Chapter 16: Aldehydes and Ketones (Carbonyl Compounds)


The Carbonyl Double Bond


  1. Both the carbon and oxygen atoms are hybridized sp2, so the system is planar.



  1. The three oxygen sp2 AO’s are involved as follows: The two unshared electorn pairs of oxygen occupy two of these AO’s, and the third is involved in sigma bond formation to the carbonyl carbon.



  1. The three sp2 AO’s on the carbonyl carbon are involved as follows: One of them is involved in sigma bonding to one of the oxygen sp2 AO’s, and the other two are involved in bonding to the R substituents.
  2. The 2pz AO’s on oxygen and the carbonyl carbon are involved in pi overlap, forming a pi bond.



  1. The pi BMO, formed by positive overlap of the 2p orbitals, has a larger concentration of electron density on oxygen than carbon, because the electrons in this orbital are drawn to the more electronegative atom, where they are more highly stabilized. This result is reversed in the vacant antibonding MO.



  1. As a consequence of the distribution in the BMO, the pi bond (as is the case also with the sigma bond) is highly polar, with the negative end of the dipole on oxygen and the positive end on carbon. We will see that this polarity, which is absent in a carbon-carbon pi bond, has the effect of strongly stabilizing the C=O moiety.



Resonance Treatment of the Carbonyl Pi Bond



1.    Note that the ionic structure (the one on the right side) has one less covalent bond, but this latter is replaced with an ionic bond (electrostatic bond).



2.    This structure is a relatively “good” one, therefore, and contributes extensively to the resonance hybrid, making this bond much more thermodynamically stable than the C=C pi bond, for which the corresponding ionic structure is much less favorable (negative charge is less stable on carbon than on oxygen).



3.    The carbonyl carbon therefore has extensive carbocation character, while the oxygen has extensive oxyanion character (or alkoxide character). The corresponding canonical structure for an alkene pi bond has carbanion character, which is much less energetically favorable than oxyanion character.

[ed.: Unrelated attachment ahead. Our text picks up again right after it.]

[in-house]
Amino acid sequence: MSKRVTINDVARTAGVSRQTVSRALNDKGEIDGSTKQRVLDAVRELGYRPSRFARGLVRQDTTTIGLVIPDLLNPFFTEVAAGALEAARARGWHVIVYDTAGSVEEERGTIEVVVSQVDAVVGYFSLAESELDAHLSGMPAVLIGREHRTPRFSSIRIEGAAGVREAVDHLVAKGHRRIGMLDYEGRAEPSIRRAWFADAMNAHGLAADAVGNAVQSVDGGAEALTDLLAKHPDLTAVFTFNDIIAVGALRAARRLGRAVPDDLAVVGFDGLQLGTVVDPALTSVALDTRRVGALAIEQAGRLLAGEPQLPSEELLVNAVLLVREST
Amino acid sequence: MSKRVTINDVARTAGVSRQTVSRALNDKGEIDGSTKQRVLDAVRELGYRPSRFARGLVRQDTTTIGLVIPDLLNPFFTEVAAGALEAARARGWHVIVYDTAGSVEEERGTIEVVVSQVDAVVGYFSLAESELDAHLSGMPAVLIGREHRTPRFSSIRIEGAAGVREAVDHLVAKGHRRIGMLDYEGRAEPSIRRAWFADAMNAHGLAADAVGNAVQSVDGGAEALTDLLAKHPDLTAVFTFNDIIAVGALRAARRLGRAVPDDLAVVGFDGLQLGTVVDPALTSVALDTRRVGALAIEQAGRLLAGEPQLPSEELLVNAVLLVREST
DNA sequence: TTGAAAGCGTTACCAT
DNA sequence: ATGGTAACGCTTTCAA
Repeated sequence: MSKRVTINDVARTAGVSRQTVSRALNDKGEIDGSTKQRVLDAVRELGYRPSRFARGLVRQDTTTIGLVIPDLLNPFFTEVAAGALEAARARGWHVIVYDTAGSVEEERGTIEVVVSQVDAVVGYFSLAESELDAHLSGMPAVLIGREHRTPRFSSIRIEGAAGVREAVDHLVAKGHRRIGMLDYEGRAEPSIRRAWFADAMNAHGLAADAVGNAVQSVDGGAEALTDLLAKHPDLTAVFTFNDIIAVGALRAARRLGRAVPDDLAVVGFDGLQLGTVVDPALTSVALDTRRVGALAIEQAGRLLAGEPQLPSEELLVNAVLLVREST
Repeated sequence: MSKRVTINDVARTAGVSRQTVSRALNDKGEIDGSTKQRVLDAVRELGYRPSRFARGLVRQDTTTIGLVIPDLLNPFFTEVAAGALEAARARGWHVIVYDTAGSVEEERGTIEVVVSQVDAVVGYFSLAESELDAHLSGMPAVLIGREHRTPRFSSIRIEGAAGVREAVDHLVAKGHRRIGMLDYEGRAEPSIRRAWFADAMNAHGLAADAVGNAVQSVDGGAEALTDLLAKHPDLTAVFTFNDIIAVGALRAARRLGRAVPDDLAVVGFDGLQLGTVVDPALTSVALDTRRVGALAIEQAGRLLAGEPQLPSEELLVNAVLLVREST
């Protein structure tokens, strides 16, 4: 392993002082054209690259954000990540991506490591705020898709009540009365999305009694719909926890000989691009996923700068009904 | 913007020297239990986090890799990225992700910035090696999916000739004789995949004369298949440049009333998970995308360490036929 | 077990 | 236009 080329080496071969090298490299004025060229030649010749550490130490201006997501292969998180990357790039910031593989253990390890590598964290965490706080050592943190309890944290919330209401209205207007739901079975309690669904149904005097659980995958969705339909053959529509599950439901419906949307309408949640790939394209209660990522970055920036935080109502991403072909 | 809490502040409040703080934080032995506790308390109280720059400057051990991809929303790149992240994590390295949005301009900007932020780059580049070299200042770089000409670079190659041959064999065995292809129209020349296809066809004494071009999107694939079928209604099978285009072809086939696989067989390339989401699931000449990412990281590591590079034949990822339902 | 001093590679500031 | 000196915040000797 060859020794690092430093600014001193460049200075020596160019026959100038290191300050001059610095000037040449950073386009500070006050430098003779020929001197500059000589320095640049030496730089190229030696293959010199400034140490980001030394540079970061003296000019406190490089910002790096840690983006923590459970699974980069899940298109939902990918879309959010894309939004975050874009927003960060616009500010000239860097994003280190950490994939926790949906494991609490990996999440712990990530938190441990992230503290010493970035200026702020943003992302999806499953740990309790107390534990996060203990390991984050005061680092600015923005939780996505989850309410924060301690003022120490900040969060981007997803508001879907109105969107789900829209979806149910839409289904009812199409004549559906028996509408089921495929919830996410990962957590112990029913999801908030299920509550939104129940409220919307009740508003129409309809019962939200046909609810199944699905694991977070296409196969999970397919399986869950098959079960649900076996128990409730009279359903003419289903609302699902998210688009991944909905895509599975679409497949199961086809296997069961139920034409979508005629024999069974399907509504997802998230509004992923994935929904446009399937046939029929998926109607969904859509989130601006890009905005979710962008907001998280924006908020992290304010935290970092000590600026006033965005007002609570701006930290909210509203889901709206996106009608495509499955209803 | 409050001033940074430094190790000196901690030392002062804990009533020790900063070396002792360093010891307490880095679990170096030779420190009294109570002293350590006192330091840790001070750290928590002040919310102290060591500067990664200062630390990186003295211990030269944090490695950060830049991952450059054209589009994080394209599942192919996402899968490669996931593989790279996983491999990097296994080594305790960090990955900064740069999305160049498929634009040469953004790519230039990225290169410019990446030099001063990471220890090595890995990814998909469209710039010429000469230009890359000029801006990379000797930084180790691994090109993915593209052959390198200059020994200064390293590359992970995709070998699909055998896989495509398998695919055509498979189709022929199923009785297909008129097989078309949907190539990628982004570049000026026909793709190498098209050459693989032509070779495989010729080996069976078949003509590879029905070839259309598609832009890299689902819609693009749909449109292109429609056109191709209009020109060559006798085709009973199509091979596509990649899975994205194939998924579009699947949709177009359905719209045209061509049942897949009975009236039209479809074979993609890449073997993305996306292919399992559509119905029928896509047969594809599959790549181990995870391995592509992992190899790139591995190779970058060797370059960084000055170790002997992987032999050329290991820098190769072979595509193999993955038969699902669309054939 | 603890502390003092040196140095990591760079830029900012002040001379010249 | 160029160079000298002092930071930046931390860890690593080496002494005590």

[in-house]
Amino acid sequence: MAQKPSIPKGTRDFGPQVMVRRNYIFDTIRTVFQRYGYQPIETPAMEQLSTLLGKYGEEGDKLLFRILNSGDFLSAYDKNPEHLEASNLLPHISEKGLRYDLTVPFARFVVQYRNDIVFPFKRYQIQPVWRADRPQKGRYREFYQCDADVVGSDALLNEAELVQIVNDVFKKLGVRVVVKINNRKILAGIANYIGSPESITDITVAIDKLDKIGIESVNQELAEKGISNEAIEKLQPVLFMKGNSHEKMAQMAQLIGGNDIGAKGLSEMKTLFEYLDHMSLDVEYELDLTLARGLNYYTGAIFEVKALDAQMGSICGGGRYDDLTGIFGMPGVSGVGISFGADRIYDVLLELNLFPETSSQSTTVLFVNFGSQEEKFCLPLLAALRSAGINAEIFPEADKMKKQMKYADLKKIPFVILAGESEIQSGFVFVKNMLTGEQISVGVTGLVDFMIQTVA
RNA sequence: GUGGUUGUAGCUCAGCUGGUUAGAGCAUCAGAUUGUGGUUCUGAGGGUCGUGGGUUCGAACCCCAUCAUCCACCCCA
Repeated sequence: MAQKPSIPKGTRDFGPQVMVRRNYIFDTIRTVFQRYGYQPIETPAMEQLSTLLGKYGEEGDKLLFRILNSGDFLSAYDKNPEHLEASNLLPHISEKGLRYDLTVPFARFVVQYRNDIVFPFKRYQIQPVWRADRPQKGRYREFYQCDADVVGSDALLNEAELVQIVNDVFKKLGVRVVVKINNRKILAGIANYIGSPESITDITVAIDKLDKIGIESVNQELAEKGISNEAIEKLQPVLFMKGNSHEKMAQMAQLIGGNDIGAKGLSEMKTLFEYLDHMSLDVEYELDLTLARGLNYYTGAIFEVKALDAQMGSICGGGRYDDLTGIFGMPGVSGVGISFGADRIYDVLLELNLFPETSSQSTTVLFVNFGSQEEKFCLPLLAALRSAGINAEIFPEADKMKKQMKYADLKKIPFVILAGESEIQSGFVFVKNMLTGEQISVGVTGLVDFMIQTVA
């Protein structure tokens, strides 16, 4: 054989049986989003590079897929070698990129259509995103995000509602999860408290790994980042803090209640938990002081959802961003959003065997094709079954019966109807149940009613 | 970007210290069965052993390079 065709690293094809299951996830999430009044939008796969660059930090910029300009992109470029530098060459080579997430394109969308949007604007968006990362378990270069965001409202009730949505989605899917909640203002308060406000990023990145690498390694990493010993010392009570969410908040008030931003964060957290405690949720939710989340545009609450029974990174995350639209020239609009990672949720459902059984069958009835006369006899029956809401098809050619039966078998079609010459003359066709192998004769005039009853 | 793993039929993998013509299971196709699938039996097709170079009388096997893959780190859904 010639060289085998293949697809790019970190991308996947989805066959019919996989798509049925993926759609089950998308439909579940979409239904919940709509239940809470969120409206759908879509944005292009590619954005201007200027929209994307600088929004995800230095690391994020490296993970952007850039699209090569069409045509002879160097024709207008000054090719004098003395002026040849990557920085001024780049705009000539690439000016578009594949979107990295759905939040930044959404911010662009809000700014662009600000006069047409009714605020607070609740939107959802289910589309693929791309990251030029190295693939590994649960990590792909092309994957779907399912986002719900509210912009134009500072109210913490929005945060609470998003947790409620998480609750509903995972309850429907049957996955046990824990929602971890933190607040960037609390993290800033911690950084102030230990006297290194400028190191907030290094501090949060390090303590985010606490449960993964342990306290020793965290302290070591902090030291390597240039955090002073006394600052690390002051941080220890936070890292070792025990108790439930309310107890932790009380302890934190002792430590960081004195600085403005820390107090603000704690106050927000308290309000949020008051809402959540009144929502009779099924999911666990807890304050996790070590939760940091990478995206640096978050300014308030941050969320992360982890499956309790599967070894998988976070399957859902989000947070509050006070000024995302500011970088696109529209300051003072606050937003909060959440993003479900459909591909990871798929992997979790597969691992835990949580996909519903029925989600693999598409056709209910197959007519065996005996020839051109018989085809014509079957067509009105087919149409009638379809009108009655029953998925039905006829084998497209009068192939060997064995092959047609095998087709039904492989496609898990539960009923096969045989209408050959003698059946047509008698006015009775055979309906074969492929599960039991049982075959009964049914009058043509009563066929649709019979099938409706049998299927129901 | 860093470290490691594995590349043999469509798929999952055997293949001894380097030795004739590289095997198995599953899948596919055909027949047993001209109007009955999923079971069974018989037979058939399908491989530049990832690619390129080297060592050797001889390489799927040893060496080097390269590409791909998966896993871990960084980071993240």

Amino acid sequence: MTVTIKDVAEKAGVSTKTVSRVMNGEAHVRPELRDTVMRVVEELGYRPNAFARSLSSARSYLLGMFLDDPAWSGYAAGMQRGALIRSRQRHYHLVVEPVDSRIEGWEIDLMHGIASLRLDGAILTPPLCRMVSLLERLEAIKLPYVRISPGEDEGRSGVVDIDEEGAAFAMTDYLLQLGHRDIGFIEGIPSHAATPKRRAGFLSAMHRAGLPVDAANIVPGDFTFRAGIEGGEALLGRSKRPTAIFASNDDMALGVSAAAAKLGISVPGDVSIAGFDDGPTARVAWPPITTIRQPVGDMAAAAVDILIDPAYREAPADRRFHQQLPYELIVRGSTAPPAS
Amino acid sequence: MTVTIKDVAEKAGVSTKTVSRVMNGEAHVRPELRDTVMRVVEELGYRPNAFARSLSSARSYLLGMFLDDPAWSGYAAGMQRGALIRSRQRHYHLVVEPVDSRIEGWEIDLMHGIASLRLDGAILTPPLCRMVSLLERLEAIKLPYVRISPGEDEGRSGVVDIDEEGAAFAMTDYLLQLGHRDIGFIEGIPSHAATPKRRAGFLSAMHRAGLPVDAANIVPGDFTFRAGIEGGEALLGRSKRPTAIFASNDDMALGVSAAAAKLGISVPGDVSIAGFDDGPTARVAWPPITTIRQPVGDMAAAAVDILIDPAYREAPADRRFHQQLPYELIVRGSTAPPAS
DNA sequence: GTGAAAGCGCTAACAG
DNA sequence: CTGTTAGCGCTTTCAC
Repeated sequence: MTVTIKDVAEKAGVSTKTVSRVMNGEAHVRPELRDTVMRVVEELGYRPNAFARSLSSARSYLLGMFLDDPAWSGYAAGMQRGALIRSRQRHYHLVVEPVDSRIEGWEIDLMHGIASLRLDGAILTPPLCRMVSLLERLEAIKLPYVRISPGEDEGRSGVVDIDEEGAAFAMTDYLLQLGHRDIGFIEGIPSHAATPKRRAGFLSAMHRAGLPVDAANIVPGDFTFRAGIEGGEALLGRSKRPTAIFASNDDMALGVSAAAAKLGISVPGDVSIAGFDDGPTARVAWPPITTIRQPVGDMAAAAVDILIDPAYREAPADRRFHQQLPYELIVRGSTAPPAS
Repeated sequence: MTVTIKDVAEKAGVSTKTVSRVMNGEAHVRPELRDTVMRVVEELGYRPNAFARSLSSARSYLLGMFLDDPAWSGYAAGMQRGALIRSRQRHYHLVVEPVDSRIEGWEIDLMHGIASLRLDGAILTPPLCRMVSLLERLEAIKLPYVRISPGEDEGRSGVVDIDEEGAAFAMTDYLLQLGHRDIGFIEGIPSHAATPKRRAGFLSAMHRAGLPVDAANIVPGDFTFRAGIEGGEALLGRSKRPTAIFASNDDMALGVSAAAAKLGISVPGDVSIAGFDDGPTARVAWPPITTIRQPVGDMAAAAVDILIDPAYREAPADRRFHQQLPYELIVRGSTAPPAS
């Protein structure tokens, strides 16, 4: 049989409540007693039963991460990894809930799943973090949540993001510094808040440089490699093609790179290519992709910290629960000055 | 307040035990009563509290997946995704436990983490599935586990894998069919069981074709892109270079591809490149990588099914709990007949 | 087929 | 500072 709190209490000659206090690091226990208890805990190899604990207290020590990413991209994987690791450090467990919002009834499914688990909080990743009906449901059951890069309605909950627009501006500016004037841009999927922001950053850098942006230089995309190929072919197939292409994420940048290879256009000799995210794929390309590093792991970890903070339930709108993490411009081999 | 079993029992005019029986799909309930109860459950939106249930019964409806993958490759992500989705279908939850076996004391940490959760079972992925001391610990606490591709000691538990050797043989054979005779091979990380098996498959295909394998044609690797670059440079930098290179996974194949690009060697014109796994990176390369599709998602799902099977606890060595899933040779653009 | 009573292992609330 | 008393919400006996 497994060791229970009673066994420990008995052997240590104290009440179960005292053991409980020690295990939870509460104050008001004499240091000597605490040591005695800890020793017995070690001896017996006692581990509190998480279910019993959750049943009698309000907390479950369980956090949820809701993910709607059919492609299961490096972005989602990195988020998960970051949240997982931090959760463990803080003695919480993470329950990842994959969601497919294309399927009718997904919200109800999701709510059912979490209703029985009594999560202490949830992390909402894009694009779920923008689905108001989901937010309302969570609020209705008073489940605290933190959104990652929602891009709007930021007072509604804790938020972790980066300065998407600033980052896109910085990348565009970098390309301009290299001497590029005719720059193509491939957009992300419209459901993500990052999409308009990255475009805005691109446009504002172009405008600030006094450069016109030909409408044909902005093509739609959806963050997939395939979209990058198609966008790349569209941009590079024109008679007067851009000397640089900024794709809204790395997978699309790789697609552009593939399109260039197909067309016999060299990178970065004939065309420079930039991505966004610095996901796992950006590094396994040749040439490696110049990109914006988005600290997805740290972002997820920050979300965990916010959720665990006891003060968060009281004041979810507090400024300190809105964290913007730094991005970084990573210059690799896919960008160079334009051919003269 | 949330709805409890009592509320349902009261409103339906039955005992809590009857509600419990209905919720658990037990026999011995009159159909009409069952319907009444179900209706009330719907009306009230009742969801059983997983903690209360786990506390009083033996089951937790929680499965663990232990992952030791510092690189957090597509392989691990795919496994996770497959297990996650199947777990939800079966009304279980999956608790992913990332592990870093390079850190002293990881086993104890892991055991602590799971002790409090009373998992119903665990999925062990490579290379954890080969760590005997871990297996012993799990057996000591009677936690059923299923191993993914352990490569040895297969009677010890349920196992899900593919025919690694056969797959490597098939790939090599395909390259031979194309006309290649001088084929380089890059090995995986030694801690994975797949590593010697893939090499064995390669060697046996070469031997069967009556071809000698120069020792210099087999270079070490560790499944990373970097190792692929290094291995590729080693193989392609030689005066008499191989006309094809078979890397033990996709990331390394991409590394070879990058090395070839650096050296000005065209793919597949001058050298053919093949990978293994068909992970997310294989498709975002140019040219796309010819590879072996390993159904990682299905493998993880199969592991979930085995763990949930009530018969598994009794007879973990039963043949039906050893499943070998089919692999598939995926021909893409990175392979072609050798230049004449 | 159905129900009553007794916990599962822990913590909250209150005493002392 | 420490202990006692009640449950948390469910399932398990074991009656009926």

q      The bond dissociation energy, D, of an alkene type pi bond (C=C) is ca. 65 kcal/mol.


q      The bond dissociation energy, D, of a carbonyl type pi bond (C=O) is ca. 85 kca/mol.


q      The polarity of the carbonyl pi bond is directly responsible for the enhanced bond strength.


q      Very Important:  The carbonyl pi bond is stronger, it is also more reactive kinetically, because of the carbocation and alkoxide character, the same feature which makes this bond thermodynamically stronger. The consequence of this is that reactions at the carbonyl pi bond are often faster than those at the alkene pi bond, but the equilibrium constant is much less favorable (they do not necessarily proceed to the right).







Consider the following isomeric carbonyl compounds:


q      The equation for the heat of combustion of each is the same:


4H8O  +  11/2 O2 ® 4 CO­2  + 4 H2O


q      The heat of combustion of butanal is 8 kcal/mol greater than that of butanone. Therefore, butanone is 8 kcal/mole more stable, thermodynamically, than butanal. This is a reliable generalization for comparisions of aldehydes and ketones.



q      The basis for this stability order is carbocation character at the carbonyl carbon, and the ability of alkyl groups to stabilize carbocation character. The ketone has two alkyl substituents to stabilize this carbocation character, while the aldehyde has only one.


q      Methanal (formaldehyde), the simplest (one carbon) aldehyde, has no alkyl groups and is the least stable of the simple carbonyl compounds.


q      Typically, the least stable carbonyl compounds react most rapidly, i.e., kinetic rates inversely parallel thermodynamic stabilities. Thus, the reactivity order is ketones>aldehydes>methanal (formaldehyde).




ALDEHYDES.  Replace the terminal “-e” of the corresponding alkane having the same number of carbon atoms with “-al”.


q      The parent (main) chain must contain the aldehyde carbon.


q      The aldehyde carbon is always C1, so no locant number is needed for the aldehyde functionality.


q      Examples:


KETONES. Replace the terminal “-e” of the corresponding alkane with the ketone suffix “-one”.


q      The main chain must contain the ketone carbonyl carbon.


q      Numbering of the main chain begins with the end of the main chain nearest to the carbonyl carbon.


q      The position of the ketone carbon must be specified with a numeric locant (unless there is only one possible ketone having that main chain).


q      In case of ties in regard to the numbering of the main chain (that is, the carbonyl carbon is equidistant from both chain termini), numbering proceeds from the end of the main chain closest to the first substituent.


q      Examples:





1.    Reactions with Grignard reagents.



q      An analogous reaction, of course, applies to ketones.


q      The reaction is very fast, even at room temperature, because the carbonyl group has a highly electrophilic carbonyl carbon, which combines with the nucleophilic carbon of the Grignard reagent.